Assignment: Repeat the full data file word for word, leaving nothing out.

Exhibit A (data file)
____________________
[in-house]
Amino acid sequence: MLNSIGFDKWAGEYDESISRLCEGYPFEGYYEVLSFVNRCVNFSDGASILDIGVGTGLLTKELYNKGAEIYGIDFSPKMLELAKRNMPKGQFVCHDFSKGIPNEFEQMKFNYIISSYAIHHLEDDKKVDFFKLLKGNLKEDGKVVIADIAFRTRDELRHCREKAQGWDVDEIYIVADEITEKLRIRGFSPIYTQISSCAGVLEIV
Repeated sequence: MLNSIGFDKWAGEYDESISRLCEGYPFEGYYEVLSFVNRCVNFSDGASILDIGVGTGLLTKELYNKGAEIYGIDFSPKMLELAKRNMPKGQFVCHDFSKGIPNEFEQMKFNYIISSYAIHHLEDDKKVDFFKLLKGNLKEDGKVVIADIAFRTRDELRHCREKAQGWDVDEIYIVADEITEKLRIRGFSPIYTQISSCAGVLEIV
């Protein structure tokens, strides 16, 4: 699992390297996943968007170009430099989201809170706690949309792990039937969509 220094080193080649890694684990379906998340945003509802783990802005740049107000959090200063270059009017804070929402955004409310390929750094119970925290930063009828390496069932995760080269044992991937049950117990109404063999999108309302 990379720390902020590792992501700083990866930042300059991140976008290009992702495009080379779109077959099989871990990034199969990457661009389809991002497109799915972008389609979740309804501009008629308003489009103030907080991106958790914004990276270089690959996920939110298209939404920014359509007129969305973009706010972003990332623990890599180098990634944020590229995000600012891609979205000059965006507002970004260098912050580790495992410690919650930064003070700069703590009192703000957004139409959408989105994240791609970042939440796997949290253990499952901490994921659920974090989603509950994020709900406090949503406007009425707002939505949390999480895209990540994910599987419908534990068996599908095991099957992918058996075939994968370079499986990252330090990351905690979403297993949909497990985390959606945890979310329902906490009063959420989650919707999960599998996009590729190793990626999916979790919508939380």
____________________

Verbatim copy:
[in-house]
Amino acid sequence: MLNSIGFDKWAGEYDESISRLCEGYPFEGYYEVLSFVNRCVNFSDGASILDIGVGTGLLTKELYNKGAEIYGIDFSPKMLELAKRNMPKGQFVCHDFSKGIPNEFEQMKFNYIISSYAIHHLEDDKKVDFFKLLKGNLKEDGKVVIADIAFRTRDELRHCREKAQGWDVDEIYIVADEITEKLRIRGFSPIYTQISSCAGVLEIV
Repeated sequence: MLNSIGFDKWAGEYDESISRLCEGYPFEGYYEVLSFVNRCVNFSDGASILDIGVGTGLLTKELYNKGAEIYGIDFSPKMLELAKRNMPKGQFVCHDFSKGIPNEFEQMKFNYIISSYAIHHLEDDKKVDFFKLLKGNLKEDGKVVIADIAFRTRDELRHCREKAQGWDVDEIYIVADEITEKLRIRGFSPIYTQISSCAGVLEIV
């Protein structure tokens, strides 16, 4: 699992390297996943968007170009430099989201809170706690949309792990039937969509 220094080193080649890694684990379906998340945003509802783990802005740049107000959090200063270059009017804070929402955004409310390929750094119970925290930063009828390496069932995760080269044992991937049950117990109404063999999108309302 990379720390902020590792992501700083990866930042300059991140976008290009992702495009080379779109077959099989871990990034199969990457661009389809991002497109799915972008389609979740309804501009008629308003489009103030907080991106958790914004990276270089690959996920939110298209939404920014359509007129969305973009706010972003990332623990890599180098990634944020590229995000600012891609979205000059965006507002970004260098912050580790495992410690919650930064003070700069703590009192703000957004139409959408989105994240791609970042939440796997949290253990499952901490994921659920974090989603509950994020709900406090949503406007009425707002939505949390999480895209990540994910599987419908534990068996599908095991099957992918058996075939994968370079499986990252330090990351905690979403297993949909497990985390959606945890979310329902906490009063959420989650919707999960599998996009590729190793990626999916979790919508939380």